Something stopped him in mid-flight, compelling him to turn to his right and scan the rear of the subway car. There was a sound; high pitched; the screams of children. Three young girls were trapped in the rear of the car by a wall of fire; a gut-wrenching human inferno that he concluded was their mother.
He peered outside again and saw his survival waiting only three feet away. He could bolt now and in two seconds be safe. But he knew he couldn’t, for in fact he had already made up his mind.
He shimmied between the panicked commuters and hurdled past the burning mother. Surrounded by fire, he kicked out the emergency window and deftly lowered each girl out of the train. Flames were everywhere now, and he was ablaze.
The last thing he remembered after diving through the window was being doused in the foam of fire extinguishers. Two months later, he awoke from an induced coma in the Burn Unit of the Colombia Presbyterian Hospital. It was there he spent the next eighteen months followed by another year in an acute rehab clinic, before finally, with the aid of local social workers, moving into his Memphis house.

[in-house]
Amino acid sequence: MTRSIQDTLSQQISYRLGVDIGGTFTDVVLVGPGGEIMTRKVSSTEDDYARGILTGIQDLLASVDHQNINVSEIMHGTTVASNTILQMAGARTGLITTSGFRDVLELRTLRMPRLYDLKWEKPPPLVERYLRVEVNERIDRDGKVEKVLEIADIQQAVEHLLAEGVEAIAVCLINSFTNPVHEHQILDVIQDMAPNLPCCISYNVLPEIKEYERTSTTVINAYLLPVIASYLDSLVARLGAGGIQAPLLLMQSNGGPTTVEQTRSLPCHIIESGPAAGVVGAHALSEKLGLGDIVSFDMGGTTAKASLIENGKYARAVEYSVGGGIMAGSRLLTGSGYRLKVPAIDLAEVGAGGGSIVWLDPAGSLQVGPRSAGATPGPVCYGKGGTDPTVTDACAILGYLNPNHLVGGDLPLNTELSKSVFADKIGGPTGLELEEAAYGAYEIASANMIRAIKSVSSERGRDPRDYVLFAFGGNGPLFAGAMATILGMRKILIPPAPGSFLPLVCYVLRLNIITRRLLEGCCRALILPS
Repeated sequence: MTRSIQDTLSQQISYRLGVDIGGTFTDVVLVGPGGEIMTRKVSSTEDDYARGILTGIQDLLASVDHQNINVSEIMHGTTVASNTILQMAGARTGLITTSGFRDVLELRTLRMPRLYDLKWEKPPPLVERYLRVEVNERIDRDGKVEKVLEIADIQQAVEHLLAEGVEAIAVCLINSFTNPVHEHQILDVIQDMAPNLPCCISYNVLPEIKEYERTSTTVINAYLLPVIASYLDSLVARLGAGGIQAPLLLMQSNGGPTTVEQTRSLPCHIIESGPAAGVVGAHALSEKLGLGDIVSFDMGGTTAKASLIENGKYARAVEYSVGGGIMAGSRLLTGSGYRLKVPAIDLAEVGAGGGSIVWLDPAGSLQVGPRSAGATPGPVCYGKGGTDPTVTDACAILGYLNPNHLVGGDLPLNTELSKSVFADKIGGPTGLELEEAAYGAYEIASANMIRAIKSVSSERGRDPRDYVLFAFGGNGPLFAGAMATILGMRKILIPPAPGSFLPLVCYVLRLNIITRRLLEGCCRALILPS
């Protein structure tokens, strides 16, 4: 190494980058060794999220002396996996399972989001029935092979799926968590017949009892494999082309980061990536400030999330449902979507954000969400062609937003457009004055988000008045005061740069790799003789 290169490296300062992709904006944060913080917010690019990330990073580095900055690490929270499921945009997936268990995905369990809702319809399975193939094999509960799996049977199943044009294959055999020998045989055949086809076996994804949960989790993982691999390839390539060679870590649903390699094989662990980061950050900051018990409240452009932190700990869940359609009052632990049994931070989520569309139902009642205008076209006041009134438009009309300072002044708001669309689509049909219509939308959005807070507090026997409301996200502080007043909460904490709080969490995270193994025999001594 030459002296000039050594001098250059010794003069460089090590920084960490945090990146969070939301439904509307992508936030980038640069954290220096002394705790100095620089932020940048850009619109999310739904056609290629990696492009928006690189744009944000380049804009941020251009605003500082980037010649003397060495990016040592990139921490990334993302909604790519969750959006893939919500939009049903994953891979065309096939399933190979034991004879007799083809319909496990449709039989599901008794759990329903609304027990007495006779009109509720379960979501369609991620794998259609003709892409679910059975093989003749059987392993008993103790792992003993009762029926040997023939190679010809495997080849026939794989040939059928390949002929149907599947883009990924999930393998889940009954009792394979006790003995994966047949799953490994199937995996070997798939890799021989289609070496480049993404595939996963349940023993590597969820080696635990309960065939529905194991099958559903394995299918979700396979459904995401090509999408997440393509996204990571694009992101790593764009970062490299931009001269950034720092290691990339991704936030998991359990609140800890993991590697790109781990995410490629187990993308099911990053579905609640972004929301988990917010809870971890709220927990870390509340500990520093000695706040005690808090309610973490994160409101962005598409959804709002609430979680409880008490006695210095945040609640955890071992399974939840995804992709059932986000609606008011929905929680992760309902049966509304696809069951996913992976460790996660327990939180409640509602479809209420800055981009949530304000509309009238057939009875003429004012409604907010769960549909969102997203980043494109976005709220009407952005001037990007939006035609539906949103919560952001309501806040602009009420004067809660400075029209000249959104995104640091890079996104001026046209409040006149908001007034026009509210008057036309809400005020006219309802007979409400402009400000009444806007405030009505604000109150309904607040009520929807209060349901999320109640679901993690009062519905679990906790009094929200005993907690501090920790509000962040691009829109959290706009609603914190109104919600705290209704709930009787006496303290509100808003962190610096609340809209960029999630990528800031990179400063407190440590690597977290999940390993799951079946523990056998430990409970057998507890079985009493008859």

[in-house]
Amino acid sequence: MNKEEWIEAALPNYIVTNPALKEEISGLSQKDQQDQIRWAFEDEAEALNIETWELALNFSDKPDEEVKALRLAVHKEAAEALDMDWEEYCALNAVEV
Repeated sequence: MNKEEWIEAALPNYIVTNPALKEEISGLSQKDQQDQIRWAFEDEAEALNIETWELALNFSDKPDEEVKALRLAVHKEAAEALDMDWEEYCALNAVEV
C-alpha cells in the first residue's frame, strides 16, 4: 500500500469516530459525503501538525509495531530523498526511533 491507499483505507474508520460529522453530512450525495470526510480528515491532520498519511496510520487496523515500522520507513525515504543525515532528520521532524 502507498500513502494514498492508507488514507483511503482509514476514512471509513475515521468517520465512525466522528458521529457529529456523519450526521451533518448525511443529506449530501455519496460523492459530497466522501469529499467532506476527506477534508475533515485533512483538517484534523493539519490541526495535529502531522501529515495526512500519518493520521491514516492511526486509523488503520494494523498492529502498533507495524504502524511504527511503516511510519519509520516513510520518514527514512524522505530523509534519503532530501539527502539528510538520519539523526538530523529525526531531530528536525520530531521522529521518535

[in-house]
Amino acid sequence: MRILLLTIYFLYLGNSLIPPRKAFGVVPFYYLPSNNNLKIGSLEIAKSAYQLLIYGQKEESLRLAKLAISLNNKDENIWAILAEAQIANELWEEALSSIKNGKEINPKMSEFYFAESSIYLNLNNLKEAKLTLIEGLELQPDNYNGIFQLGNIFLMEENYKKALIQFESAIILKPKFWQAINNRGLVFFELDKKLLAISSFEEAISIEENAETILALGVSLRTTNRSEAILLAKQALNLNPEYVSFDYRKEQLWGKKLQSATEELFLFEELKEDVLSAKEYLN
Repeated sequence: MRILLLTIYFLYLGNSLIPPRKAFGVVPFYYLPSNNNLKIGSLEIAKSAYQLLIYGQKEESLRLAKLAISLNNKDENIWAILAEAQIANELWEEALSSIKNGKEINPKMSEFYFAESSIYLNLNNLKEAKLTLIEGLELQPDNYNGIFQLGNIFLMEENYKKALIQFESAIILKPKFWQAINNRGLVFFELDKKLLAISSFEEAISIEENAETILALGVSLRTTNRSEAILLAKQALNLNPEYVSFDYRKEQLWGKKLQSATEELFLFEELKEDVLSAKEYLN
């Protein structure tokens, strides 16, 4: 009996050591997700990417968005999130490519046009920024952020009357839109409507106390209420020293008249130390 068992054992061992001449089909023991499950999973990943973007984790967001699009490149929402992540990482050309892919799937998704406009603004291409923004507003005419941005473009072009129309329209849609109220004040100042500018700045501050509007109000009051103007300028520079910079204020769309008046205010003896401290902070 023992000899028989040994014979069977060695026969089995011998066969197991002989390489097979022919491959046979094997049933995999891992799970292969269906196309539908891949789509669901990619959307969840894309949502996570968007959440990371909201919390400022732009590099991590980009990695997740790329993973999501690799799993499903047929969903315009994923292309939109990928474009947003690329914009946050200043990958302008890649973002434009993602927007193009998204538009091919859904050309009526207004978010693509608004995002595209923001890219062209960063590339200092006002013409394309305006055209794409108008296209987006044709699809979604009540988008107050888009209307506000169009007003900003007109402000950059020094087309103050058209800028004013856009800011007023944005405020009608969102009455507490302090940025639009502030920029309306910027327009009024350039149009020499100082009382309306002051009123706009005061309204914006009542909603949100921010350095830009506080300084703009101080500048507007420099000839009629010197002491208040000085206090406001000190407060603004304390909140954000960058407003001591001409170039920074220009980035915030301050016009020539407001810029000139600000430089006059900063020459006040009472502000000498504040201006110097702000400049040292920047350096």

Now, locked in on his own green eyes gazing back from their faceless skull, he raises the gun, fully loaded, and puts the barrel to his temple. He freezes momentarily, again caught up in the irony, for he realizes that he doesn’t know the best way to blow his brains out. “Shit!” he thinks. “With my luck, I’ll end up a quadriplegic! Haha! A faceless quadriplegic! Just when I thought it couldn’t get any worse.”
Then it hits him, like poetry sliding from the face of a tombstone into his brain. He will stick the barrel into the hole where once was his nose! “Now that’s appropriate!” he thought. “Kill the face that killed me, haha!”